Spindle associated membrane protein 1 (Samp1) in muscle differentiation

Skeletal muscles, the most common type of muscle in the body, are responsible for voluntary movements. Skeletal muscles are formed in a process called myogenesis (differentiation of muscles). During myogenesis a single-nucleus-myoblast (undifferentiated muscle cell) fuses with adjacent myoblasts to form multinucleated myotubes, which then further develop into myofibers (mature muscle fibers). Bundles of myofibers are collectively referred to as skeletal muscle. Defects in this process leads to reduced muscle mass and malfunctioning muscle movement. One such example is the muscle disease Emery-Dreifuss muscular dystrophy (EDMD), a condition that primarily affects skeletal and cardiac muscles. EDMD can be caused by mutations in genes encoding either Emerin or Lamin A, two proteins residing in the nuclear envelope that surrounds the genome in the cell nucleus. The disease mechanism is currently unclear, but dysfunctional myogenesis has been proposed to be involved.

Fig. 1. Cartoon showing the experimental outlay. The insets show immunofluorescence images of undifferentiated myoblasts and differentiated myotubes as indicated. Samp1 (green), Myosin heavy chain (red) and DNA (blue).

The nuclear envelope (NE) has traditionally been considered as a mere physical barrier protecting the genome from the rest of the cell. However, more recently the NE was shown to harbor hundreds of unique proteins, some of which are involved in many regulatory and signaling functions. So far only a few of these proteins have been studied in detail, and Emerin and nuclear lamins remains the best characterized NE proteins. The recently discovered NE protein Samp1 (Spindle associated membrane protein 1) interacts with the two EDMD-linked NE proteins, Lamin A and Emerin. In our studies, we observed a dramatic increase in the expression level of Samp1 in differentiated myotubes compared to undifferentiated myoblasts. This and the variable expression of Samp1 in different tissues made us investigate a possible role for Samp1 in myogenesis. For this, we used RNA interference to generate stable c2c12 skeletal myoblasts knockdown (KD) cell lines depleted of Samp1. RNA interference is a method that makes it possible to silence or knock down (KD) the expression of specific proteins. Control cells and Samp1 (KD) myoblast cells were incubated for six days in differentiation media. As expected, the control cells differentiated into long multinucleated myotubes expressing the myogenic structural differentiation marker myosin heavy chain, whereas no myotubes were formed by the Samp1 KD cells (Fig. 1). The interrupted myogenesis was completely restored by re-expression of the Samp1 protein, showing that Samp1 is required for myogenesis of c2c12 skeletal myoblasts.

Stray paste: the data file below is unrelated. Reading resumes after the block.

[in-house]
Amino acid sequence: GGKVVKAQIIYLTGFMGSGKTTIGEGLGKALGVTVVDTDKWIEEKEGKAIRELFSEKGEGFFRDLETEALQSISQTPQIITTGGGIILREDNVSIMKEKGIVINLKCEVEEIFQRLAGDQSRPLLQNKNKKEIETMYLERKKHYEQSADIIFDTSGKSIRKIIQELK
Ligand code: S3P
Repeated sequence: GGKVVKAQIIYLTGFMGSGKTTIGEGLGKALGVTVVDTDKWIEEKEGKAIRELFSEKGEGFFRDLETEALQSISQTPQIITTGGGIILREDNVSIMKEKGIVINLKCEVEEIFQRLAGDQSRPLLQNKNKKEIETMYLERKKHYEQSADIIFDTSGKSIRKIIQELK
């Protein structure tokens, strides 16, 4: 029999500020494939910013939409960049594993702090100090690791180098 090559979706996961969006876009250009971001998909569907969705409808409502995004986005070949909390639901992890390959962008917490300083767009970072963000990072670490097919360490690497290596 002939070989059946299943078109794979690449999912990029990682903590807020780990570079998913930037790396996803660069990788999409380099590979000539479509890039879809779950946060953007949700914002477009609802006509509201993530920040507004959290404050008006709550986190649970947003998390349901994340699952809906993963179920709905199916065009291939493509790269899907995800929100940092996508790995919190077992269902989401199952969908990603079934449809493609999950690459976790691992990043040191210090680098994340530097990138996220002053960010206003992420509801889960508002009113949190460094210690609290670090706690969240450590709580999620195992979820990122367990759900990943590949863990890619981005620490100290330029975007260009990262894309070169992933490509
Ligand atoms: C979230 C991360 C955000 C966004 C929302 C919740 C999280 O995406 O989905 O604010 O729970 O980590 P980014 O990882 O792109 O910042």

Further investigations showed that expression of the myogenic markers MyoD, Myf5, Myogenin and myf6 (MRF4) were downregulated in the Samp1 KD cells. Samp1 depleted cells also failed to exit the cell cycle, which is an important step in cell differentiation, and we found an abnormal activation of extracellular signal-related kinase (ERK), phosphoERK in Samp1depleted cells within minutes after initiating differentiation. The exact mechanism behind ERK activation in response to misregulation of certain NE protein is unknown. Loss of Samp1 did not affect the expression or distribution of its interaction partners, Emerin and Lamin A. Thus, we conclude that KD of Samp1 alone completely inhibited myogenesis and that Samp1 has an important role in myogenesis independently of Emerin or LaminA/C. The new findings presented here, together with the recent observation of mis-localization of Samp1 in cells derived from patients suffering from EDMD, may lead us closer to understanding the disease mechanism.

Mohammed Hakim Jafferali, Einar Hallberg
Department of Biochemistry and Biophysics (DBB), StockholmUniversity, Stockholm, Sweden


Publisher Correction: Spindle associated membrane protein 1 (Samp1) is required for the differentiation of muscle cells.
Jafferali MH, Figueroa RA, Hasan M, Hallberg E
Sci Rep. 2018 Mar 7

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